"I enjoy the combat quite a bit. The automatic soft lock might trip you up sometimes if you aren’t paying close attention to it, and I found myself babying the camera a little more than I would’ve liked, but the kinetic, weighty moment-to-moment action outweighed those gripes for me."
At the same time though, I often found myself waiting for the other shoe to drop. Hoping the game to throw some sort of monkey wrench into the mix to spice things up and surprise me, but sadly it never really did. Valkyrie Elysium does make a modest effort in this regard though, with the einherjars, which are spirits that Valkyrie meets and can summon later throughout the game to help in combat and aid you with accessing new areas. With the latter, einherjars don’t inject as much variety as they could have, as the handful of situations where they are required are immediately telegraphed to you as such, thus, not really eliciting much of the sense of discovery they could’ve. Despite that being their more prominent contextual purpose, unleashing them in battle fares much better, as mixing them with corresponding arts can produce powerful results.
Valkyrie Elysium’s levels are very linear, with little more than the occasional deviating path that leads to a dead end, a chest, and sometimes a short fight. The game does have sub quests, but they need to be selected from the hub world and pursued on their own instead of being integrated into the main chapters, which is a bit odd considering that the sub quests seem to share the same maps as main chapters anyway. Levels are also highly similar to each other thematically, with a lot of the same washed-out stone structures and pale fields hosting your gameplay. That’s not to say they look bad, in fact, the almost misty look to them does make sense with the ethereal tone of the game albeit at the cost of feeling a bit drab at times. The art direction is clearly defined though, and does show off some fairly high production values with lots of soft lighting and making the more colorful foreground action pop off the screen in comparison.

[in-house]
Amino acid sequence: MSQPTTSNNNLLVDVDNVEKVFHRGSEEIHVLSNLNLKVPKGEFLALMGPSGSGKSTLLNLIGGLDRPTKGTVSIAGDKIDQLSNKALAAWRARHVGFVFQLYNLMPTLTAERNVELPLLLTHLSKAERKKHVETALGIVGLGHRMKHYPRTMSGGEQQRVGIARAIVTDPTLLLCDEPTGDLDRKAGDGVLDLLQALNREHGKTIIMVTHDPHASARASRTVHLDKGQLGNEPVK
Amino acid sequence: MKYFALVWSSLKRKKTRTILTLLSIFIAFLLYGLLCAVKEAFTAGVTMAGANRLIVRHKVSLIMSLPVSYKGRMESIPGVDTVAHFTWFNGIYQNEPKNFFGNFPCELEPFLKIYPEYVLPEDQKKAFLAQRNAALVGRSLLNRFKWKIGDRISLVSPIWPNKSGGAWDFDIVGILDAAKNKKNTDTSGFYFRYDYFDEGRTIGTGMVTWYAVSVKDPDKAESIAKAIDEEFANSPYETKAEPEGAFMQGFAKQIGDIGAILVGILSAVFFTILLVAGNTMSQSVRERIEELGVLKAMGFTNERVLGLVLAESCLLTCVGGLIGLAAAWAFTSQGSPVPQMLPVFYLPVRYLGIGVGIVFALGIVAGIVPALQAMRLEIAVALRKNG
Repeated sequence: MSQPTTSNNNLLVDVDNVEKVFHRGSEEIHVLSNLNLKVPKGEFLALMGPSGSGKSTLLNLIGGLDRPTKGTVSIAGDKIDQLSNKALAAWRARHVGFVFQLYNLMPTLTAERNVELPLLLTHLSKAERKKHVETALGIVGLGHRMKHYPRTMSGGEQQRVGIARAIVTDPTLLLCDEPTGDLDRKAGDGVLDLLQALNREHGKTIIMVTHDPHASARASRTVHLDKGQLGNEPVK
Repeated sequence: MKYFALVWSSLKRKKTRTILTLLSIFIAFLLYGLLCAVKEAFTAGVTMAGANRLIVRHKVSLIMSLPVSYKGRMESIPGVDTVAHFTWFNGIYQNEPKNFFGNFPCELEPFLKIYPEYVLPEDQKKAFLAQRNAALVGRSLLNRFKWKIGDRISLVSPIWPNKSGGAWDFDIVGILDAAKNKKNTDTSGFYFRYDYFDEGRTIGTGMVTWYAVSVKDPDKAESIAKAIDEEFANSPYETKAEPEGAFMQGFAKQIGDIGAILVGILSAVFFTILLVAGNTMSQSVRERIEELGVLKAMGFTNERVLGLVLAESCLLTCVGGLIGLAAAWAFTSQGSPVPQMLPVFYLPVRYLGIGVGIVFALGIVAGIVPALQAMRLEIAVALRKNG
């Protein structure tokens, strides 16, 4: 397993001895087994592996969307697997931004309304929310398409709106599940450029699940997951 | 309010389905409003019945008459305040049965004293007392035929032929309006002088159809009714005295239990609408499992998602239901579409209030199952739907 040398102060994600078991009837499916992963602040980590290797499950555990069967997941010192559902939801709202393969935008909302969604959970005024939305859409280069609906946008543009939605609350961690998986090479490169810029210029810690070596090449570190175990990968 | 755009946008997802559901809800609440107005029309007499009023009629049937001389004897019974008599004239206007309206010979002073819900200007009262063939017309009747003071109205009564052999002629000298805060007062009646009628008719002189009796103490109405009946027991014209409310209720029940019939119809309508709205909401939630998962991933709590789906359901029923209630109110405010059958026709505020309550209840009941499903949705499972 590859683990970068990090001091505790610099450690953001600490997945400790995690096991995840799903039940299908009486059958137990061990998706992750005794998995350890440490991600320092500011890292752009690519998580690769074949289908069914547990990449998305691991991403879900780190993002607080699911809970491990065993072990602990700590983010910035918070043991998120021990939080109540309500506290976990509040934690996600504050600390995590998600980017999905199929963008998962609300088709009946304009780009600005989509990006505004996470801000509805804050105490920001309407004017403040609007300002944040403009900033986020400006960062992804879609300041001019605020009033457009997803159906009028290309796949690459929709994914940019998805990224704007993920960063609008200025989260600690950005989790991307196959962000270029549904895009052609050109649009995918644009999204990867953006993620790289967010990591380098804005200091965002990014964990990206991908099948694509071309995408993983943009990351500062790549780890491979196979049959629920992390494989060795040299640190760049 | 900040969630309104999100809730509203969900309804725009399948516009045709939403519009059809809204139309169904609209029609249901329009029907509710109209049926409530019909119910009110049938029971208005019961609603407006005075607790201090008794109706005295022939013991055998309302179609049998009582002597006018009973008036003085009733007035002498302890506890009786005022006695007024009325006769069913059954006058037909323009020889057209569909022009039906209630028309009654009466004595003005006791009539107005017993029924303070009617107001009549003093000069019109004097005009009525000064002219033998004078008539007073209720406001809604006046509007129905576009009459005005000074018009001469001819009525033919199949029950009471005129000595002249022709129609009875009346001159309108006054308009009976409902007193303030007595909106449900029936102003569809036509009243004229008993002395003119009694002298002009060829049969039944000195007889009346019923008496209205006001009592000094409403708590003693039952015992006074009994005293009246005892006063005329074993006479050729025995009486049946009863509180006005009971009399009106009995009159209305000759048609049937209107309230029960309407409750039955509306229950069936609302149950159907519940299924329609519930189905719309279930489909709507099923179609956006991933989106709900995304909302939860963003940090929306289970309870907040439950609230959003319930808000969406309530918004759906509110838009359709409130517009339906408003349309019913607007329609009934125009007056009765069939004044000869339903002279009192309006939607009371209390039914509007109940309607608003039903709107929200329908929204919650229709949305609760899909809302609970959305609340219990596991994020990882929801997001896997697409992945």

Also, snuggly fitting into the game’s larger tone nicely is the soundtrack, that superbly mixes the chord structures and themes that are to be expected in RPGs with many distinct drums, woodwinds and other instruments along with choir ensembles that feature a lot of range. From rumbling baritone voices to the far sweeter tenors and sopranos, I was a bit shocked to see such compositional breadth being applied to an action game’s soundtrack that didn’t necessarily need it, but of course is only enhanced by it. I highly suspect with all the talk about the genre shift for this game surely dominating discussions around it, the outstanding music in Valkyrie Elysium will almost certainly go down as its most underappreciated element.
"Valkyrie Elysium is definitely not your classic Valkyrie game. It’s completely reinvented for better and for worse. I have my gripes, and you probably will too, but ultimately the game works out quite nicely for what it’s trying to be."
If you haven’t picked up on it yet, Valkyrie Elysium is definitely not your classic Valkyrie game. It’s completely reinvented for better and for worse. I have my gripes, and you probably will too, but ultimately the game works out quite nicely for what it’s trying to be. Tonally, old fans might notice some whispers of Valkyrie Profile’s spirit here and there, but for the most part it’s going to require a completely different mindset. For those that are willing to take that leap of faith, you’ll be rewarded more often than not. And for those who just love a good hack ‘n slash action RPG, Valkyrie Elysium delivers a lively, appealing, and engaging one that doesn’t require a deep understanding of the previous games to enjoy. Hopefully Square Enix will support this new direction for the IP further with a sequel that tells a deeper story and gives us more elaborate levels to explore, but until then, this is a damn fine example of the genre and easily one of 2022’s best action games.
This game was reviewed on the PlayStation 5.
Great combat; Competently crafted action RPG mechanics; Cool graphics.
Occasionally wonky camera; Automatic soft-lock can be disorienting; Story and levels are a bit too simplistic.